Adaptive cyclostationary array beamforming with robust capabilities

Adaptive cyclostationary array beamforming with robust capabilities

Available online at www.sciencedirect.com Journal of the Franklin Institute 352 (2015) 2486–2503 www.elsevier.com/locate/jfranklin Adaptive cyclosta...

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Available online at www.sciencedirect.com

Journal of the Franklin Institute 352 (2015) 2486–2503 www.elsevier.com/locate/jfranklin

Adaptive cyclostationary array beamforming with robust capabilities$ Ju-Hong Leea,b,n, Chia-Ching Chaoa, Chia-Cheng Huanga, Wen-Chen Loa a

Graduate Institute of Communication Engineering, National Taiwan University, No. 1, Sec. 4, Roosevelt Road, Taipei 10617, Taiwan b Department of Electrical Engineering, Graduate Institute of Biomedical Electronics and Bioinformatics, National Taiwan University, No. 1, Sec. 4, Roosevelt Road, Taipei 10617, Taiwan Received 29 April 2014; received in revised form 30 November 2014; accepted 17 March 2015 Available online 31 March 2015

Abstract The existing techniques exploiting the signal cyclostationarity have been shown to be effective in performing antenna array beamforming without requiring the steering information. However, these techniques suffer from performance degradation due to both cycle frequency error (CFE) for the desired signal and finite data sample (FDS) effects. To deal with the CFE, we present an iterative averaging (IA) scheme to estimate the actual cyclic correlation matrix. With regard to the effect of cycle leakage due to finite data samples, we develop a novel fully data-dependent diagonal loading (NFD-DL) scheme to estimate the actual data correlation matrix. Then, a novel method is developed based on the IA scheme in conjunction with the NFD-DL scheme to possess the robust capabilities against the CFE and the FDS effects simultaneously. The simulation results show that the proposed method outperforms the existing methods in dealing with antenna array beamforming for cyclostationary signals in the presence of both CFE and FDS effects. & 2015 The Franklin Institute. Published by Elsevier Ltd. All rights reserved.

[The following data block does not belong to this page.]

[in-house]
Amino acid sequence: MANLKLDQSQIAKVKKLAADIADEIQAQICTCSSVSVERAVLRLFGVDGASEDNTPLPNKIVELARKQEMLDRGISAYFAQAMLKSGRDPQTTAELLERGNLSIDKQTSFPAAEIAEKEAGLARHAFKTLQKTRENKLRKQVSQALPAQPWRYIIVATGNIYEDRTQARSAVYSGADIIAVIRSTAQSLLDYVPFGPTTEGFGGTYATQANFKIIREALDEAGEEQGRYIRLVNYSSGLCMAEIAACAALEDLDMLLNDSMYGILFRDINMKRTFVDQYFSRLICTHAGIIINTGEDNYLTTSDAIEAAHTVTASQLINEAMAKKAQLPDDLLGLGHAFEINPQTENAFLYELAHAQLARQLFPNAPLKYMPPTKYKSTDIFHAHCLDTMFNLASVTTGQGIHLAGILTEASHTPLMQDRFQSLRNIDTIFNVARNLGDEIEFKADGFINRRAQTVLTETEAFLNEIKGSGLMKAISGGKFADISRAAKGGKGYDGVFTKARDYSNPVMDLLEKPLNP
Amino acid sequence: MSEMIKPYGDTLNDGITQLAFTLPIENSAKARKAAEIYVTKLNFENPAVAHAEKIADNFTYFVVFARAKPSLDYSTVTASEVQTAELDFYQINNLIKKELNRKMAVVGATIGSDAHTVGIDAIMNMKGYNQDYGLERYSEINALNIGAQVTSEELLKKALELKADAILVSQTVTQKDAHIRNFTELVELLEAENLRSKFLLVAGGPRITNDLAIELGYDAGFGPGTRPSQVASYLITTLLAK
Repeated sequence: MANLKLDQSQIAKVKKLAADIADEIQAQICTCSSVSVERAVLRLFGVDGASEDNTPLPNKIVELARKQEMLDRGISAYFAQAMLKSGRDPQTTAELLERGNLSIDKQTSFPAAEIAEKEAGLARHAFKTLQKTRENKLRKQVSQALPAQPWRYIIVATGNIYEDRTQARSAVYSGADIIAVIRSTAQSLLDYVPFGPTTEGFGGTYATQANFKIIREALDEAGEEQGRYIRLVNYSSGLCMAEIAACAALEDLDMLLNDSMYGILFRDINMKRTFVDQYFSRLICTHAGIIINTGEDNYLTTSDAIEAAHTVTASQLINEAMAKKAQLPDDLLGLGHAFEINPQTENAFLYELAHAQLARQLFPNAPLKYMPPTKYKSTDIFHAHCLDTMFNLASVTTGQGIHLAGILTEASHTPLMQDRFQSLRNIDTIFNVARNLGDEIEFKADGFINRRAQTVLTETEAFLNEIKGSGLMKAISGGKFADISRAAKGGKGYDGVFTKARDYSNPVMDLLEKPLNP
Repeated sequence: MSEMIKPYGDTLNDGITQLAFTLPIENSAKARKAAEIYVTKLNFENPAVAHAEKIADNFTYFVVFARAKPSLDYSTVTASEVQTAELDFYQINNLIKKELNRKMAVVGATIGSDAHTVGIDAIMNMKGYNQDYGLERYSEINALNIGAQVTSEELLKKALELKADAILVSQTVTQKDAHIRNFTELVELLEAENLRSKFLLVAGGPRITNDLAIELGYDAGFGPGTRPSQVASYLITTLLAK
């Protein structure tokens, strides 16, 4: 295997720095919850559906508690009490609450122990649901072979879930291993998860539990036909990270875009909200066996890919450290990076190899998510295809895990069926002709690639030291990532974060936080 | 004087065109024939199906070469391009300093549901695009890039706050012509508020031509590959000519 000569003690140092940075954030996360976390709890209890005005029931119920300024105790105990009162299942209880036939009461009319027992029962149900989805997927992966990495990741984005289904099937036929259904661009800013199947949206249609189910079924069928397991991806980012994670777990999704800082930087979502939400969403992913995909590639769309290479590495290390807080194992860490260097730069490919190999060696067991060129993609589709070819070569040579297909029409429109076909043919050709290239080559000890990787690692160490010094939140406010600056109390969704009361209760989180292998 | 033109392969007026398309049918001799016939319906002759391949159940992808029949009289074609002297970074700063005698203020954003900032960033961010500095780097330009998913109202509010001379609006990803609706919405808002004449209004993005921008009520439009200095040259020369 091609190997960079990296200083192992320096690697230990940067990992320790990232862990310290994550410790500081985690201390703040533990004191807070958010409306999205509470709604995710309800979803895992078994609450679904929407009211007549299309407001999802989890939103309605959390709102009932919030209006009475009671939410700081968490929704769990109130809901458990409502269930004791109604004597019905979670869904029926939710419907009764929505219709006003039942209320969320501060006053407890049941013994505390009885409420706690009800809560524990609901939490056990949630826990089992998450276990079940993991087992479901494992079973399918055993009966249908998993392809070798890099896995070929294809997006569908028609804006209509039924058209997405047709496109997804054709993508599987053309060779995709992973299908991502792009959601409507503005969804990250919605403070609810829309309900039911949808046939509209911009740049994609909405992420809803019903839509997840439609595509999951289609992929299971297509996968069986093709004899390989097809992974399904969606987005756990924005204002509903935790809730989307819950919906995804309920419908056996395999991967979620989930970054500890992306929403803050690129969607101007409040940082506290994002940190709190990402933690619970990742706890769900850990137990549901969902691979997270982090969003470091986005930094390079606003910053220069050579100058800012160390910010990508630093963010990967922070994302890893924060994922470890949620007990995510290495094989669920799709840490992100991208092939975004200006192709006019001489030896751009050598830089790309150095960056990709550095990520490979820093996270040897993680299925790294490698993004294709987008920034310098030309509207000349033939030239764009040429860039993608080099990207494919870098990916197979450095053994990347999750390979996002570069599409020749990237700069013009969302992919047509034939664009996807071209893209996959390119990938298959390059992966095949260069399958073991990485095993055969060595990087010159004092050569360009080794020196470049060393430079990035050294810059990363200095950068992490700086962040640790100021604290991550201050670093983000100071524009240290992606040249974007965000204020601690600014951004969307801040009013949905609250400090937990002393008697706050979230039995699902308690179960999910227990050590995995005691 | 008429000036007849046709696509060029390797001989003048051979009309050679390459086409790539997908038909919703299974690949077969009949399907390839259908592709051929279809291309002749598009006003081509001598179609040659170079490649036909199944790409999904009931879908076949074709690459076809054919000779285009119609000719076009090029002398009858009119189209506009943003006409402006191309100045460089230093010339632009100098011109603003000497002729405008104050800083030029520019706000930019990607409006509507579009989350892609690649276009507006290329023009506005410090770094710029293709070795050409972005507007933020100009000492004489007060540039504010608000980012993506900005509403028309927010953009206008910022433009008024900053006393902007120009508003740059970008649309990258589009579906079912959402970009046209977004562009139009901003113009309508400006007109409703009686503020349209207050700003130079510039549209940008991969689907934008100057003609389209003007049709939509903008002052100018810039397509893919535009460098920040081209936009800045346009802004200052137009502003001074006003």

This work was supported by the Ministry of Science and Technology of Taiwan under Grants MOST 100-2221-E002-200-MY3 and MOST 103-2221-E-002-123-MY3. n Corresponding author at: Department of Electrical Engineering, Graduate Institute of Communication Engineering, and Graduate Institute of Biomedical Electronics and Bioinformatics, National Taiwan University, No. 1, Sec. 4, Roosevelt Road, Taipei 10617, Taiwan. E-mail addresses: [email protected] (J.-H. Lee), [email protected] (C.-C. Chao), [email protected] (C.-C. Huang), [email protected] (W.-C. Lo). http://dx.doi.org/10.1016/j.jfranklin.2015.03.029 0016-0032/& 2015 The Franklin Institute. Published by Elsevier Ltd. All rights reserved.